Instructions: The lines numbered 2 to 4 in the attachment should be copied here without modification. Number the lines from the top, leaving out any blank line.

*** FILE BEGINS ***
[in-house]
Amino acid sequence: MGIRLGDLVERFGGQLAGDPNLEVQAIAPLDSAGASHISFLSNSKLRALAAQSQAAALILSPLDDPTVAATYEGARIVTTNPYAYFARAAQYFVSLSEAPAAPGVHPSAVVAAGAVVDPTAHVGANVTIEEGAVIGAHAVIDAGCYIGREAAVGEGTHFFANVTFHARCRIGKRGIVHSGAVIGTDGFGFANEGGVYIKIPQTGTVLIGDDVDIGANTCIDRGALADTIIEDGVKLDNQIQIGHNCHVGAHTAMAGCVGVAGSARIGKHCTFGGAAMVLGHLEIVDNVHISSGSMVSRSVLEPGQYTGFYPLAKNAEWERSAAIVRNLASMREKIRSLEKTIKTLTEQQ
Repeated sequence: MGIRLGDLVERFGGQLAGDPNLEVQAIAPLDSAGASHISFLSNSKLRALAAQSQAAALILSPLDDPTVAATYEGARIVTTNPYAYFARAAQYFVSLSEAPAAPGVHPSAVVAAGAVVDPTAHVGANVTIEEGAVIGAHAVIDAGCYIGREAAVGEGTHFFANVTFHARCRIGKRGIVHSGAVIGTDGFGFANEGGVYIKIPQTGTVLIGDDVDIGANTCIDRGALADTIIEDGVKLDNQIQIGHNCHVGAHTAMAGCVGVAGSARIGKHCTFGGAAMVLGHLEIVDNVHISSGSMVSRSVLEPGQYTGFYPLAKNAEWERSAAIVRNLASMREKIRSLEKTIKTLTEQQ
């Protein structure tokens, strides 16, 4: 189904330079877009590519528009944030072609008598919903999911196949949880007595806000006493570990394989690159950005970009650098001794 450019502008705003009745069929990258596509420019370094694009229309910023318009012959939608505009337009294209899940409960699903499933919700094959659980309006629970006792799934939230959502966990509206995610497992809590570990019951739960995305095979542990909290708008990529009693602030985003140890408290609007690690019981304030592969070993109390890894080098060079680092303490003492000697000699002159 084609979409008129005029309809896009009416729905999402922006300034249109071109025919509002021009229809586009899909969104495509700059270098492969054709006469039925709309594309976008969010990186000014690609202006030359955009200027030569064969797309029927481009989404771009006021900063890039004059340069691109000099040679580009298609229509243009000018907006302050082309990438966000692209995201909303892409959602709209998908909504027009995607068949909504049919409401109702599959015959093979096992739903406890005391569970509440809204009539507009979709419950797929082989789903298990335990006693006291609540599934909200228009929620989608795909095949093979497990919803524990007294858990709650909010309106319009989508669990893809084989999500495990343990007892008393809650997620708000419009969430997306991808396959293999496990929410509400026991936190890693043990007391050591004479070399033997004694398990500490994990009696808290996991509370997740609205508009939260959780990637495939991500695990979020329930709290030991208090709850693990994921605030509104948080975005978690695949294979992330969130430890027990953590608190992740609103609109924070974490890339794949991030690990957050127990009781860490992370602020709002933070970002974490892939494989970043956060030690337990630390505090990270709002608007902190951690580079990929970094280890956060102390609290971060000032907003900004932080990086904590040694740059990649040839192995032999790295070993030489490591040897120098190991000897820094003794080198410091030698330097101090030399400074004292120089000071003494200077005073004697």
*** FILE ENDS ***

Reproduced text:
Amino acid sequence: MGIRLGDLVERFGGQLAGDPNLEVQAIAPLDSAGASHISFLSNSKLRALAAQSQAAALILSPLDDPTVAATYEGARIVTTNPYAYFARAAQYFVSLSEAPAAPGVHPSAVVAAGAVVDPTAHVGANVTIEEGAVIGAHAVIDAGCYIGREAAVGEGTHFFANVTFHARCRIGKRGIVHSGAVIGTDGFGFANEGGVYIKIPQTGTVLIGDDVDIGANTCIDRGALADTIIEDGVKLDNQIQIGHNCHVGAHTAMAGCVGVAGSARIGKHCTFGGAAMVLGHLEIVDNVHISSGSMVSRSVLEPGQYTGFYPLAKNAEWERSAAIVRNLASMREKIRSLEKTIKTLTEQQ
Repeated sequence: MGIRLGDLVERFGGQLAGDPNLEVQAIAPLDSAGASHISFLSNSKLRALAAQSQAAALILSPLDDPTVAATYEGARIVTTNPYAYFARAAQYFVSLSEAPAAPGVHPSAVVAAGAVVDPTAHVGANVTIEEGAVIGAHAVIDAGCYIGREAAVGEGTHFFANVTFHARCRIGKRGIVHSGAVIGTDGFGFANEGGVYIKIPQTGTVLIGDDVDIGANTCIDRGALADTIIEDGVKLDNQIQIGHNCHVGAHTAMAGCVGVAGSARIGKHCTFGGAAMVLGHLEIVDNVHISSGSMVSRSVLEPGQYTGFYPLAKNAEWERSAAIVRNLASMREKIRSLEKTIKTLTEQQ
């Protein structure tokens, strides 16, 4: 189904330079877009590519528009944030072609008598919903999911196949949880007595806000006493570990394989690159950005970009650098001794 450019502008705003009745069929990258596509420019370094694009229309910023318009012959939608505009337009294209899940409960699903499933919700094959659980309006629970006792799934939230959502966990509206995610497992809590570990019951739960995305095979542990909290708008990529009693602030985003140890408290609007690690019981304030592969070993109390890894080098060079680092303490003492000697000699002159 084609979409008129005029309809896009009416729905999402922006300034249109071109025919509002021009229809586009899909969104495509700059270098492969054709006469039925709309594309976008969010990186000014690609202006030359955009200027030569064969797309029927481009989404771009006021900063890039004059340069691109000099040679580009298609229509243009000018907006302050082309990438966000692209995201909303892409959602709209998908909504027009995607068949909504049919409401109702599959015959093979096992739903406890005391569970509440809204009539507009979709419950797929082989789903298990335990006693006291609540599934909200228009929620989608795909095949093979497990919803524990007294858990709650909010309106319009989508669990893809084989999500495990343990007892008393809650997620708000419009969430997306991808396959293999496990929410509400026991936190890693043990007391050591004479070399033997004694398990500490994990009696808290996991509370997740609205508009939260959780990637495939991500695990979020329930709290030991208090709850693990994921605030509104948080975005978690695949294979992330969130430890027990953590608190992740609103609109924070974490890339794949991030690990957050127990009781860490992370602020709002933070970002974490892939494989970043956060030690337990630390505090990270709002608007902190951690580079990929970094280890956060102390609290971060000032907003900004932080990086904590040694740059990649040839192995032999790295070993030489490591040897120098190991000897820094003794080198410091030698330097101090030399400074004292120089000071003494200077005073004697």